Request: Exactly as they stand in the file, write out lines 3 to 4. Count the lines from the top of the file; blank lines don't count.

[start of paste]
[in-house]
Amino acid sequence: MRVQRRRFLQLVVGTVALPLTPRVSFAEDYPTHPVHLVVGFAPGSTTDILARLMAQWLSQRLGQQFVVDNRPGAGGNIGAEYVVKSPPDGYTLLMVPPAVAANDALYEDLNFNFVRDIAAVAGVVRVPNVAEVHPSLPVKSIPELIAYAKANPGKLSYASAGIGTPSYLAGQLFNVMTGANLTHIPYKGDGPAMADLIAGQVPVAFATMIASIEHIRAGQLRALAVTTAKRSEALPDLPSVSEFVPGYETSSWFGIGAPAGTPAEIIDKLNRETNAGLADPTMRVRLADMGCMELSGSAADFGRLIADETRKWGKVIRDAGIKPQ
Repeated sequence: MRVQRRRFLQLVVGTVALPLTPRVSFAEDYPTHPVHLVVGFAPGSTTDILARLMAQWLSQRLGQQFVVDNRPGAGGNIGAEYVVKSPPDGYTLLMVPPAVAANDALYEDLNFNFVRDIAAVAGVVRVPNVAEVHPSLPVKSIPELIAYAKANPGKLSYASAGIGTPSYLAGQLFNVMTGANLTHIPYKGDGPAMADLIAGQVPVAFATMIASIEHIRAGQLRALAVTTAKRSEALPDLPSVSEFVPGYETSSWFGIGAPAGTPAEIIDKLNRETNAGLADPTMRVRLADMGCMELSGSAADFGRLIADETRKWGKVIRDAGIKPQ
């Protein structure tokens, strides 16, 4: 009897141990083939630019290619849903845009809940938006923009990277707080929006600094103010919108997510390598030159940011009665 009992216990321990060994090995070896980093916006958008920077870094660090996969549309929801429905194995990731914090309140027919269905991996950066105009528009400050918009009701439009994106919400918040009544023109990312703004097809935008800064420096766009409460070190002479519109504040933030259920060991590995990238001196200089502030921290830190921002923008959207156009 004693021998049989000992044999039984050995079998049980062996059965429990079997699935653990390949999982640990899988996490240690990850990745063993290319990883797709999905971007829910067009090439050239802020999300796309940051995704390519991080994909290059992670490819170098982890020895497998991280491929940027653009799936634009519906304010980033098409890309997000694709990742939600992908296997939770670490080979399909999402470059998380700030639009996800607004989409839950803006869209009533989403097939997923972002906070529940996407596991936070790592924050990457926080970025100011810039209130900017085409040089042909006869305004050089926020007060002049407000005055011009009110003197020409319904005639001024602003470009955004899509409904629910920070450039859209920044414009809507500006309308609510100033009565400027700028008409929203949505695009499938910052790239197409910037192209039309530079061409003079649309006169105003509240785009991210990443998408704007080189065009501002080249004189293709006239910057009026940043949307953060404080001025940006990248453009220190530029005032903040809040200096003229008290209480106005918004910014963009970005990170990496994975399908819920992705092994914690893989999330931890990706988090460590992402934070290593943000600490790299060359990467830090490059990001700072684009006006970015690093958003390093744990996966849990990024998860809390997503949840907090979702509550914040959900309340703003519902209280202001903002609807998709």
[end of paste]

Repeated sequence: MRVQRRRFLQLVVGTVALPLTPRVSFAEDYPTHPVHLVVGFAPGSTTDILARLMAQWLSQRLGQQFVVDNRPGAGGNIGAEYVVKSPPDGYTLLMVPPAVAANDALYEDLNFNFVRDIAAVAGVVRVPNVAEVHPSLPVKSIPELIAYAKANPGKLSYASAGIGTPSYLAGQLFNVMTGANLTHIPYKGDGPAMADLIAGQVPVAFATMIASIEHIRAGQLRALAVTTAKRSEALPDLPSVSEFVPGYETSSWFGIGAPAGTPAEIIDKLNRETNAGLADPTMRVRLADMGCMELSGSAADFGRLIADETRKWGKVIRDAGIKPQ
């Protein structure tokens, strides 16, 4: 009897141990083939630019290619849903845009809940938006923009990277707080929006600094103010919108997510390598030159940011009665 009992216990321990060994090995070896980093916006958008920077870094660090996969549309929801429905194995990731914090309140027919269905991996950066105009528009400050918009009701439009994106919400918040009544023109990312703004097809935008800064420096766009409460070190002479519109504040933030259920060991590995990238001196200089502030921290830190921002923008959207156009 004693021998049989000992044999039984050995079998049980062996059965429990079997699935653990390949999982640990899988996490240690990850990745063993290319990883797709999905971007829910067009090439050239802020999300796309940051995704390519991080994909290059992670490819170098982890020895497998991280491929940027653009799936634009519906304010980033098409890309997000694709990742939600992908296997939770670490080979399909999402470059998380700030639009996800607004989409839950803006869209009533989403097939997923972002906070529940996407596991936070790592924050990457926080970025100011810039209130900017085409040089042909006869305004050089926020007060002049407000005055011009009110003197020409319904005639001024602003470009955004899509409904629910920070450039859209920044414009809507500006309308609510100033009565400027700028008409929203949505695009499938910052790239197409910037192209039309530079061409003079649309006169105003509240785009991210990443998408704007080189065009501002080249004189293709006239910057009026940043949307953060404080001025940006990248453009220190530029005032903040809040200096003229008290209480106005918004910014963009970005990170990496994975399908819920992705092994914690893989999330931890990706988090460590992402934070290593943000600490790299060359990467830090490059990001700072684009006006970015690093958003390093744990996966849990990024998860809390997503949840907090979702509550914040959900309340703003519902209280202001903002609807998709």